Johnson v. State, 6 Div. 672

Citation37 Ala.App. 339,67 So.2d 902
Decision Date27 October 1953
Docket Number6 Div. 672
CourtAlabama Court of Appeals

H. E. Mitchell, Cullman, for appellant.

Si Garrett, Atty. Gen., and Robt. P. Bradley, Asst. Atty. Gen., for the State.


Appellant was convicted under an indictment charging him with the offense of being a vagrant. The cause was tried by the court without the intervention of a jury. A fine of $200 was assessed as punishment.

The State relied for a conviction upon the testimony of several County and City officers, who testified that during the twelve months' period before the finding of the indictment three of four days out of each week, and particularly on Fridays and Saturdays, defendant loitered on a street corner in Cullman on which was located a taxicab stand, pool room and cafe. He left from the corner in a taxicab as many as five or six times a day, returning in a short time. On two or three occasions the officers watched defendant's house, and saw six or eight cars drive up with two to six men in each car, the men going in the house and staying a few minutes. The cab in which defendant usually rode and the taxi stand had the reputation of being 'bootlegging places.' On occasions the officers stopped the cab but did not arrest defendant or the driver.

The sheriff testified that he knew of his own knowledge that defendant was a bootlegger, but on cross-examination he stated he based that knowledge on the fact that he caught him at his home one time with whiskey in his hand, and from the numbers of cars and the people going to his house, but had never seen or caught him selling any whiskey. This witness and the Chief of Police testified they had seen defendant drunk twice during the past year.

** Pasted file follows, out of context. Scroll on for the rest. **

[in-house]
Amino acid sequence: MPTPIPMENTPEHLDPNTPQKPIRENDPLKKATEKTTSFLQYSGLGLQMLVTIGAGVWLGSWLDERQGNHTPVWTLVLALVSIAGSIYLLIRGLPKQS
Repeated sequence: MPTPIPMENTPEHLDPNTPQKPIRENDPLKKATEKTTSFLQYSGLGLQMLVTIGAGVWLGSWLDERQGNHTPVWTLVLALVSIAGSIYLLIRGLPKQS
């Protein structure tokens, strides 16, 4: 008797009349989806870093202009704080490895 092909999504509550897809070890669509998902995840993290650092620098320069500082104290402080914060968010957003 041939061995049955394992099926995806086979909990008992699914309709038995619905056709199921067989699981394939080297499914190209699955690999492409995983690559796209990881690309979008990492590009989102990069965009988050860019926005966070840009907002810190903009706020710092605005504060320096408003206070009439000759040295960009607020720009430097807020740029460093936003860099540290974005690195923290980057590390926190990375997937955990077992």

State witnesses also testified defendant lived on a farm. That he hung around the corner on week days during crop time. So far as they knew defendant was able-bodied and they had never seen him work.

For the defendant, Dr. Williford testified he had treated defendant for some time and three years before the trial had performed an operation for gall stones, removing the gall bladder, and had advised defendant not to do heavy work after the operation. Defendant has had other diseases, including a recurring middle ear infection. He testified on cross-examination defendant was able to do light work and he had last treated him fourteen months previously for the ear infection.

Defendant testified he owned 120 acres of land five miles from Cullman. He made a cotton crop this year but rented out his corn land. He raised sixteen bales of cotton, introducing in evidence receipts evidencing the sale of the sixteen bales. He raised the cotton himself with the help of his wife and one child. He used a riding cultivator and hired two days' plowing. He denied that he had ever sold whiskey. He said the officers found some whiskey that belonged to his brother at his house on one occasion. The taxi drivers were his friends and often invited him to ride on trips when they were hauling passengers. He denied taking men to his home in cabs.

The law is well established that to be a vagrant a defendant must violate the provisions of at least one of the 13 subdivisions of Section 437 of Title 14, Code 1940. Brown v. State, 4 Ala.App. 122, 58 So. 794; Snitzer v. State, 29 Ala.App. 597, 199 So. 745; Brooks v. State, 33 Ala.App. 390, 34 So.2d 175.

From a reading of the record it is evident that a conviction was sought under either or all of subdivisions 3, 4 and 5 of this tatute.

Before a conviction can he had under subdivision 3 of section 437, supra, the proof must show, in addition to the other elements of the offense, that defendant was an 'able-bodied person having no property sufficient for his support' or was 'without any regular employment.' Wallace v. State, 16 Ala.App. 85, 75 So. 633; Reed v. State, 16 Ala.App. 646, 81 So. 138.

Under Section 439, Title 14, Code, supra, the burden is shifted to defend...

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1 cases
  • McConnell v. State, 1 Div. 51
    • United States
    • Alabama Court of Appeals
    • February 1, 1966
    ...and reputable livelihood. Brown v. State, 4 Ala.App. 122, 58 So. 794; Snitzer v. State, 29 Ala.App. 597, 199 So. 745; Johnson v. State, 37 Ala.App. 339, 67 So.2d 902. It is our opinion the evidence here was not sufficient to prove that defendant came within the class of persons enumerated i......

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